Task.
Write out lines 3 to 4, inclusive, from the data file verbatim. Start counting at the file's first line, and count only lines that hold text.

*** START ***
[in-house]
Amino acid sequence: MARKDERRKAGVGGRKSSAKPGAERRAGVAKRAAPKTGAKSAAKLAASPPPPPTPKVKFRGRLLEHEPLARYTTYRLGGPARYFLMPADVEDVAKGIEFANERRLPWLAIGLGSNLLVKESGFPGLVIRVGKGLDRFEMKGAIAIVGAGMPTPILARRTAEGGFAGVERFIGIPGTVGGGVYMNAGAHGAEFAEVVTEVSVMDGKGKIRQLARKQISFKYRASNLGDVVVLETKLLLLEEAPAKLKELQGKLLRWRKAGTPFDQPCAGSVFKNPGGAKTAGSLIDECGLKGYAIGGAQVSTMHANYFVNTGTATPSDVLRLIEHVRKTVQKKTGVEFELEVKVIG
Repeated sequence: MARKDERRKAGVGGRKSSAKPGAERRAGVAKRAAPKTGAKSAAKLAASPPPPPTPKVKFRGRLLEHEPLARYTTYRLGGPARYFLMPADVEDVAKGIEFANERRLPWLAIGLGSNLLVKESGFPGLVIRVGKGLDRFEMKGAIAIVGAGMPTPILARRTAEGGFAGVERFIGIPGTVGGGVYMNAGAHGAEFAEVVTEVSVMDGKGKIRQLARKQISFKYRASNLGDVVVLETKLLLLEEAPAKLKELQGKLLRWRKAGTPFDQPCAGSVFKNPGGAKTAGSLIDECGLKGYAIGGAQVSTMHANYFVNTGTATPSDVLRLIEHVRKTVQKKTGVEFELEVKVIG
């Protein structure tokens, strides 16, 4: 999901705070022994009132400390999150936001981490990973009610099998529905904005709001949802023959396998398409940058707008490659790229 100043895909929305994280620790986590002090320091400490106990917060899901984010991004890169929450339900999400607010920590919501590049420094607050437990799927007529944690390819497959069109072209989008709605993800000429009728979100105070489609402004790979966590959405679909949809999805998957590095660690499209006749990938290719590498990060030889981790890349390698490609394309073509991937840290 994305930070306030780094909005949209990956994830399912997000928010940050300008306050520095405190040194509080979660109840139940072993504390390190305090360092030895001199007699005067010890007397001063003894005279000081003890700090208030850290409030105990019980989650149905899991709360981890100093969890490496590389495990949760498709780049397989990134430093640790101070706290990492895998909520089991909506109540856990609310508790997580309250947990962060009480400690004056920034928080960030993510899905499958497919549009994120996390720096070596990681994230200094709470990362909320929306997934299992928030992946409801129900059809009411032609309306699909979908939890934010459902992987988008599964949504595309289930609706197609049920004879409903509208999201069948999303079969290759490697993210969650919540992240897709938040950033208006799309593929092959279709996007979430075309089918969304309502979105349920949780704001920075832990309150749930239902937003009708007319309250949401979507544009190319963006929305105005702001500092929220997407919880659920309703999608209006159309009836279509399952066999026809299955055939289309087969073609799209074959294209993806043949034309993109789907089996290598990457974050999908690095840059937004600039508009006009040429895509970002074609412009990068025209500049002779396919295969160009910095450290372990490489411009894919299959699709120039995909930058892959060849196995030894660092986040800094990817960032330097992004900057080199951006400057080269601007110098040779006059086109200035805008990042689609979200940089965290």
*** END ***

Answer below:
Repeated sequence: MARKDERRKAGVGGRKSSAKPGAERRAGVAKRAAPKTGAKSAAKLAASPPPPPTPKVKFRGRLLEHEPLARYTTYRLGGPARYFLMPADVEDVAKGIEFANERRLPWLAIGLGSNLLVKESGFPGLVIRVGKGLDRFEMKGAIAIVGAGMPTPILARRTAEGGFAGVERFIGIPGTVGGGVYMNAGAHGAEFAEVVTEVSVMDGKGKIRQLARKQISFKYRASNLGDVVVLETKLLLLEEAPAKLKELQGKLLRWRKAGTPFDQPCAGSVFKNPGGAKTAGSLIDECGLKGYAIGGAQVSTMHANYFVNTGTATPSDVLRLIEHVRKTVQKKTGVEFELEVKVIG
């Protein structure tokens, strides 16, 4: 999901705070022994009132400390999150936001981490990973009610099998529905904005709001949802023959396998398409940058707008490659790229 100043895909929305994280620790986590002090320091400490106990917060899901984010991004890169929450339900999400607010920590919501590049420094607050437990799927007529944690390819497959069109072209989008709605993800000429009728979100105070489609402004790979966590959405679909949809999805998957590095660690499209006749990938290719590498990060030889981790890349390698490609394309073509991937840290 994305930070306030780094909005949209990956994830399912997000928010940050300008306050520095405190040194509080979660109840139940072993504390390190305090360092030895001199007699005067010890007397001063003894005279000081003890700090208030850290409030105990019980989650149905899991709360981890100093969890490496590389495990949760498709780049397989990134430093640790101070706290990492895998909520089991909506109540856990609310508790997580309250947990962060009480400690004056920034928080960030993510899905499958497919549009994120996390720096070596990681994230200094709470990362909320929306997934299992928030992946409801129900059809009411032609309306699909979908939890934010459902992987988008599964949504595309289930609706197609049920004879409903509208999201069948999303079969290759490697993210969650919540992240897709938040950033208006799309593929092959279709996007979430075309089918969304309502979105349920949780704001920075832990309150749930239902937003009708007319309250949401979507544009190319963006929305105005702001500092929220997407919880659920309703999608209006159309009836279509399952066999026809299955055939289309087969073609799209074959294209993806043949034309993109789907089996290598990457974050999908690095840059937004600039508009006009040429895509970002074609412009990068025209500049002779396919295969160009910095450290372990490489411009894919299959699709120039995909930058892959060849196995030894660092986040800094990817960032330097992004900057080199951006400057080269601007110098040779006059086109200035805008990042689609979200940089965290």